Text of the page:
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Β· 2 min read

The first JuiceboxDAO configuration includes a preprogrammed reserved JBX rate of 10%, with distributions to predetermined recipients.

A new supply of JBX is minted each time the project receives a contribution. This JBX goes to a beneficiary address specified by the contributor (usually themselves), with the exception of the reserved tokens. A 10% reserved rate means 10% of these newly minted tokens will be distributable to preprogrammed recipients.

As a result, the configured recipients "vest" their JBX at the rate of the project's growth instead of a cliff/lock schedule. Screenshot from


  • Jango gets 40% of reserved tokens for architecting the mechanism, writing the contracts, thoroughly testing the ecosystem, leading design and development efforts post-launch, and leading project relations.
  • Peripheralist gets 40% for architecting the front-end repo, publishing, and leading front-end dev work post-launch.
  • AtomicMieos gets 10% for experimenting with content, and helping shape ideas pre-launch and post-launch.
  • Sage gets 10% for design and illustration work pre-launch and post-launch.

These numbers are all a bit arbitrary. We decided to start off fairly small and fairly even – it was unclear how the risk profile of pre-launch dev work would compare to post-launch growth and refinement work, and how the Juicebox incentives mechanisms would play out in the wild. As the first funding cycle unfolds, expect a proposed reevaluation of these numbers to better account for risk dynamics and incentives.

Β· 2 min read

The first Juicebox configuration for the JuiceboxDAO lasts 30 days, and includes preprogrammed payouts. They are as follows:


  • Jango gets $5k for managing contracts and leading dev and design efforts.
  • Peripheralist gets $5k for leading front-end dev work and evolving Juicebox to suit needs being uncovered at TileDAO.
  • AtomicMieos gets $1k for experimenting with content, and helping shape ideas.
  • Sage gets $1k for design and illustration work.


(These funds all get paid-out to the JuiceboxDAO governance to be allocated)

  • $6.8K to pay back Jango for pre-purchasing juicebox.eth, jbx.eth, and jbox.eth. These ENS names will be transferred to JuiceboxDAOs governance.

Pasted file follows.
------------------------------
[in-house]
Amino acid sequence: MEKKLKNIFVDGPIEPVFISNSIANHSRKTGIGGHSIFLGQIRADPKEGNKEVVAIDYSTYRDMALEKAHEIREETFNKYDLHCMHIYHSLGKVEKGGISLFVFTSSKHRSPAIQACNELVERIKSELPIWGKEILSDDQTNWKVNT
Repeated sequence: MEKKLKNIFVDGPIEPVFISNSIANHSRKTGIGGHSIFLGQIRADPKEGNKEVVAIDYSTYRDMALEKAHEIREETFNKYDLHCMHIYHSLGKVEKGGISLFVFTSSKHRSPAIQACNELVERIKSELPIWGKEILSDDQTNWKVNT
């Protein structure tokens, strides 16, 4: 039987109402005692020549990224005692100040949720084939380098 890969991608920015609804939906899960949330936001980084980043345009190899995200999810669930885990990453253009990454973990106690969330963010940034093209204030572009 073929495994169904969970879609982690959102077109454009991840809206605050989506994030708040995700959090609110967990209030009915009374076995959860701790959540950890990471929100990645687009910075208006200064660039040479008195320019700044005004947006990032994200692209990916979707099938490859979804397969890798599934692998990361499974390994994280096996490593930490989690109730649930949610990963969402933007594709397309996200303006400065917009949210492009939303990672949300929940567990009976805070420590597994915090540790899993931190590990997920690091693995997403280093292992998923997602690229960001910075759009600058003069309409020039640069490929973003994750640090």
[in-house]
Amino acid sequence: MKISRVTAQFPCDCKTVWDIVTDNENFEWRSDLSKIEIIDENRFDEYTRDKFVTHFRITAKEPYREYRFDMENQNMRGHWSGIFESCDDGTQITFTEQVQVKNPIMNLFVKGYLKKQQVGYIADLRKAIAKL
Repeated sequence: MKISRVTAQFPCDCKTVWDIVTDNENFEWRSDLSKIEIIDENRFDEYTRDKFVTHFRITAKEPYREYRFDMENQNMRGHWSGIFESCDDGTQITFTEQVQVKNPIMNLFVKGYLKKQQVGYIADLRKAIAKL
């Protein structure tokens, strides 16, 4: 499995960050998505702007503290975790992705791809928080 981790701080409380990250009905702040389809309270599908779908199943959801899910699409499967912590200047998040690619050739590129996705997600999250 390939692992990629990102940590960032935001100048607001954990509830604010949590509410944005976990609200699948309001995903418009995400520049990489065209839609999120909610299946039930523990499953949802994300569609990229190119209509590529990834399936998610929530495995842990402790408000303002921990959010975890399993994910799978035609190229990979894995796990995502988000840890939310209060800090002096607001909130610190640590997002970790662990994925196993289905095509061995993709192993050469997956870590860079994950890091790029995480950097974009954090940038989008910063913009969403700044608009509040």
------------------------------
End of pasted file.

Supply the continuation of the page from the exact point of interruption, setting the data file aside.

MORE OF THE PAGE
• $1k will be allocated for content / art supplies, managed by Futurenate and Sage.
  • Figma costs $75 monthly.
  • Infura costs $50 monthly.
  • Gitbook costs $32 monthly.
  • Fleek costs $10 monthly.

The total is $19,967.

The staff payout sums are small compared to market rates for these skills. We decided to start off with a small budget during the first funding cycle to encourage a longer runway, and to be able to re-evaluate needs as the first funding cycle plays out.

Stay tuned for a report on the first funding cycle's spending, and a proposal for the next funding cycle's payouts.

Β· One min read

The Juicebox contracts were deployed to Ethereum two days ago. Yesterday, @peripheralist, who built the website, launched a generative art project called Tiles using the Juicebox protocol as its treasury, He started a DAO around it,

With Juicebox, we had built a business-model protocol. With Tiles, he built a beautiful, expressive, and flexible collection of generative art to rally a community around. Neither of us had much of an idea what would or should happen next, but I was excited to take a step back and find out.

My conclusion: From a growth perspective, we can either go out and look for more entrepreneurs and artists that could benefit from using Juicebox, or we can lean into TileDAO since it's the one project that currently uses Juicebox. Since building stuff > shilling stuff is an invariant for me, I think the best thing I can do right now as a $JBX token holder is to participate in TileDAO and help grow it. As other projects start considering building on Juicebox, our job will be to become supporting cast member of their community also.

Β· 2 min read

The founding contributors pre mined JBX tokens to backpay the contributions made. The valuation of each token was the same as it is now during the first funding cycle.

  • Jango got $125k for developing and testing the smart contracts.
  • Peripheralist got $125k for writing
  • AtomicMieos got $10k for always being around to help shape ideas.
  • Sage got $7k for design and illustration commissions.
  • Nervetrip got $3k for helping to write an early prototype and do code reviews.
  • Austin Griffith got $3k as a thank you for his work on Scaffold ETH, which Juicebox is built using.
  • Paul Razvan Berg got $3k as a thank you for writing and testing solidity helper libraries that I used extensively. Especially for math operations on e18 numbers.
  • Teddy Wilson got $1k for submitting a very useful PR that automates test routines.
  • Apoorv Lathey got $200 for a small PR he made to the repo when the code was just getting started.

The numbers are a bit arbitrary, but hopefully enough of you think its a fair start. If not, theres no shame is speaking up. We can always make changes to our reserved token allocation in upcoming funding cycles to rebalance pre mine compensation.

Β· 5 min read

The first of a series of blog posts explaining the Juicebox protocol, and the game plan for the first several months.